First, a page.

Bottom of the 9th - Teaching
by Keith Wahl
(This week's Bottom of the Ninth is the fifth in a series walking readers through basics of the Christian faith integrated in the game of baseball through Francis Chan's BASIC video series - CLICK the image above to watch the episode)
Teaching is a difficult subject to tackle. We're all called to teach - to pass on what we've learned to the next generation - yet the punishment for potentially false teaching is very harsh. In today's culture, people are overloaded with information and people are running after opinions. In that context, it is vital to find out what God says through His Word so we don't lose sight of what is most important.In coaching, we've learned that most everyone, to some extent, coaches how they were coached. Often times this is almost a subliminal act in which the person coaching has no idea how much like his coach that he may sound. What if that coach wasn't coached by a good man? What if he was coached by someone who didn't believe in Jesus? Unless the coach is intentional about being different, he will repeat the same cycle that was exercised on him.
I am so thankful for two coaches for whom I played - Bill Percy and Jim Boeve. Coach Percy was my high school coach, and led the program at Mitchell High School to incredible success (including the state runner-up team of which I was a member in 1992). He's a hall-of-fame coach both high school and nationally, but it was his investment in me as a person that still lives on today. We still talk throughout the year, and I look forward to serving with him in the planning of the state high school coaches clinic on an annual basis. Coach Boeve was my college baseball coach, and he also led an exceptional program. Also a hall-of-famer, I had the opportunity to learn from a great baseball mind and statistician. He ignited a passion in me for the game-within-the-game statistics that would be all the rage with the Moneyball craze within baseball. One of the most important lessons Coach Boeve taught me was to not agree with everything that he did, but to have a good reason for doing something a different way. He didn't want to raise a cookie-cutter coach, he wanted to raise a thinking coach.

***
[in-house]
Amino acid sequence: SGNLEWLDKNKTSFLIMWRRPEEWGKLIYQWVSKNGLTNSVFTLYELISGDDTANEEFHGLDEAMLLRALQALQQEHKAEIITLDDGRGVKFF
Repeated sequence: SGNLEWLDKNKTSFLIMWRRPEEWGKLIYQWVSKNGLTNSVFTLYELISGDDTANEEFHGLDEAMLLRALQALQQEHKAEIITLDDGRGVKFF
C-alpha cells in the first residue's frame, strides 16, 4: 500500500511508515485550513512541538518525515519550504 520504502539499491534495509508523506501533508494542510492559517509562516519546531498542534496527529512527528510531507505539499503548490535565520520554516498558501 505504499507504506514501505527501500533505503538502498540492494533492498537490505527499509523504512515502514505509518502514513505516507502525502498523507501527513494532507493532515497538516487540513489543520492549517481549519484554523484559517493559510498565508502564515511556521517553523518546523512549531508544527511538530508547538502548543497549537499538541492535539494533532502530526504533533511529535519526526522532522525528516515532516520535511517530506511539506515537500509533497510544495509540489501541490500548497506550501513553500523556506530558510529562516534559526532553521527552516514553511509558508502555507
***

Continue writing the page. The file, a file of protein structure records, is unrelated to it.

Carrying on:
Both of these men exemplified an important principle for all coaches - coaches must be learners. The coach must crave new opportunities to learn like a newborn baby who is looking to be fed. This becomes infectious for any student seeking to learn from that coach. If a coach only relies upon his own experience in the game, and doesn't seek to learn more, his platform will be taken away. That style of coaching only seeks to feed the ego, and is not the way of Jesus. Acting like Jesus in the context of coaching harkens us to the Valor Baseball program's theme verse:
Matthew 23:12 - "Whoever exalts himself shall be humbled; and whoever humbles himself shall be exalted."
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